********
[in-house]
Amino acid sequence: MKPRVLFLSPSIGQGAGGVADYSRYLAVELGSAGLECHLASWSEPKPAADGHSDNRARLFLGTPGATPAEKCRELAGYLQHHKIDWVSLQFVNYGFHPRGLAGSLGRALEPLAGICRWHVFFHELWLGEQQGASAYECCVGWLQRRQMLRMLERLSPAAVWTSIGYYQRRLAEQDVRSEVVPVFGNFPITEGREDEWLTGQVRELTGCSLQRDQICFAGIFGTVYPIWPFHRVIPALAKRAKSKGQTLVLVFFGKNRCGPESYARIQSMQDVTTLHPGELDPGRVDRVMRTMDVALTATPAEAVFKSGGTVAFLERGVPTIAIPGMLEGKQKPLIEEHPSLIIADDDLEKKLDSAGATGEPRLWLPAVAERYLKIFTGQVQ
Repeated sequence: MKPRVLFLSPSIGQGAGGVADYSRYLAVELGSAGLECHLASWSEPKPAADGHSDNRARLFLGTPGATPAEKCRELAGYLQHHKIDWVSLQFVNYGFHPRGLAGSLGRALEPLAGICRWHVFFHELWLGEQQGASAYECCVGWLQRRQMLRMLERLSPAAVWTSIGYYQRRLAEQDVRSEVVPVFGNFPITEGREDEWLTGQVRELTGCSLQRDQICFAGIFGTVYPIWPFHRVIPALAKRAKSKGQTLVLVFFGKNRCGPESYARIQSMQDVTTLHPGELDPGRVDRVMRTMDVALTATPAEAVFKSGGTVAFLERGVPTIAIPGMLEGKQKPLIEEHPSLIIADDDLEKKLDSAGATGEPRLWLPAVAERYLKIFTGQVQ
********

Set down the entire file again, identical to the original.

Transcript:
[in-house]
Amino acid sequence: MKPRVLFLSPSIGQGAGGVADYSRYLAVELGSAGLECHLASWSEPKPAADGHSDNRARLFLGTPGATPAEKCRELAGYLQHHKIDWVSLQFVNYGFHPRGLAGSLGRALEPLAGICRWHVFFHELWLGEQQGASAYECCVGWLQRRQMLRMLERLSPAAVWTSIGYYQRRLAEQDVRSEVVPVFGNFPITEGREDEWLTGQVRELTGCSLQRDQICFAGIFGTVYPIWPFHRVIPALAKRAKSKGQTLVLVFFGKNRCGPESYARIQSMQDVTTLHPGELDPGRVDRVMRTMDVALTATPAEAVFKSGGTVAFLERGVPTIAIPGMLEGKQKPLIEEHPSLIIADDDLEKKLDSAGATGEPRLWLPAVAERYLKIFTGQVQ
Repeated sequence: MKPRVLFLSPSIGQGAGGVADYSRYLAVELGSAGLECHLASWSEPKPAADGHSDNRARLFLGTPGATPAEKCRELAGYLQHHKIDWVSLQFVNYGFHPRGLAGSLGRALEPLAGICRWHVFFHELWLGEQQGASAYECCVGWLQRRQMLRMLERLSPAAVWTSIGYYQRRLAEQDVRSEVVPVFGNFPITEGREDEWLTGQVRELTGCSLQRDQICFAGIFGTVYPIWPFHRVIPALAKRAKSKGQTLVLVFFGKNRCGPESYARIQSMQDVTTLHPGELDPGRVDRVMRTMDVALTATPAEAVFKSGGTVAFLERGVPTIAIPGMLEGKQKPLIEEHPSLIIADDDLEKKLDSAGATGEPRLWLPAVAERYLKIFTGQVQ